Klober responds to the recent amendments to the British Standard for slating and tiling as it now recognises that air permeable underlays can take the place of ventilation in a cold roof.
As of February this year, BS 5534, the code of practice for slating and tiling, provides minimum air permeability figures for underlays that allow them to be used without any other ventilation in a cold roof.
This is potentially good news for roofing contractors. Pick the right underlay, and there’s no need to spend the time and money on installing additional ventilation at the ridge.
Historically, there have been problems with breathable underlays. The problem was really with our understanding and definition of a ‘breathable’ underlay as there is more to an underlay being breathable than air being able to get through.
Until the February amendment to BS 5534, a non-breathable, or HR (high water vapour resistance) underlay was classed as one with vapour resistance greater than 0.25 MNs/g and a breathable; or LR (low resistance to water vapour) had a vapour resistance less than 0.25 MNs/g. No mention of air permeability.
This year’s amendment to BS 5534 sets down a specific value for air permeability: an LR underlay must have a water vapour resistance less than 0.25 MNs/g combined with an air permeability of not less than 20 m3/m2h at 50 Pa. So, for example, Klober’s Permo air would meet this new definition. It has a water vapour resistance of 0.045MNs/g. In respect of air resistance, tests at the Building Research Establishment delivered results of 63 m3/m2 hr at 50 pascals.
If the underlay is allowing air to pass through, then that also implies that the ridge and hip tiles will be taking more force from the wind lift than if the underlay was impermeable to air, although less force than if there was an open gap. This is expressed by the shielding factor ‘S’, and the February amendment sets down what S should be for the various situations.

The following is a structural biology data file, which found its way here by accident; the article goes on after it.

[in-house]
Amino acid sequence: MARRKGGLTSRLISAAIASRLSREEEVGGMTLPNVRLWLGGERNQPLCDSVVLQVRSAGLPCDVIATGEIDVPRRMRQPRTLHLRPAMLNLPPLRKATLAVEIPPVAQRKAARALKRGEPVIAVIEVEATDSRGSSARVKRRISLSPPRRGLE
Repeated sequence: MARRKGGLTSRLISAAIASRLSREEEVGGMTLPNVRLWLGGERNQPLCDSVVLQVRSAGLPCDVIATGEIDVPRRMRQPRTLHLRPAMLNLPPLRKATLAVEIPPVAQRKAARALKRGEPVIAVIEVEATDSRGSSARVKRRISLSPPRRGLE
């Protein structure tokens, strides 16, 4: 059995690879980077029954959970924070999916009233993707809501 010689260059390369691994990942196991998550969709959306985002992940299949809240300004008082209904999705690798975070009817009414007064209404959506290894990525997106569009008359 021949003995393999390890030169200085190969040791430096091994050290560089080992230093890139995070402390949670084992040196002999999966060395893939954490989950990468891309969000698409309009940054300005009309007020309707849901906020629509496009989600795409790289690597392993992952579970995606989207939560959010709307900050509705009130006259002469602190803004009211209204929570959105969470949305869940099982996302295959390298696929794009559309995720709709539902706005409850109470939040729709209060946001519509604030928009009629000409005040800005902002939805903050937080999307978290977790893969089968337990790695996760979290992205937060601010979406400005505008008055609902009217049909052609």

Were a non-ventilating underlay to be used, S would be 0.1. For ventilated ridges (and roofs without underlay) S is 1.75 and for roofs with air permeable membranes S is 1.5. This means that with an air permeable membrane such as Permo air, fewer fixings are needed than if high-level ventilation had to be incorporated.
Another important consideration when choosing underlay for cold roofs is how airtight the ceiling below the roof is. The latest amendment to BS 5534 tackles this issue by getting rid of references to a ‘well-sealed ceiling’ and instead defining a ‘continuous ceiling’ as one with 30mm2/m2 or less and a ‘discontinuous ceiling’ as one with more than that figure.
Taking all things into consideration, the choice of a vapour and air permeable underlay is often the right choice for both roofing contractor and the housebuilder. As well as time and materials saved on the roof, this solution means that the house is watertight sooner, with the positive impacts to programme that this can bring.
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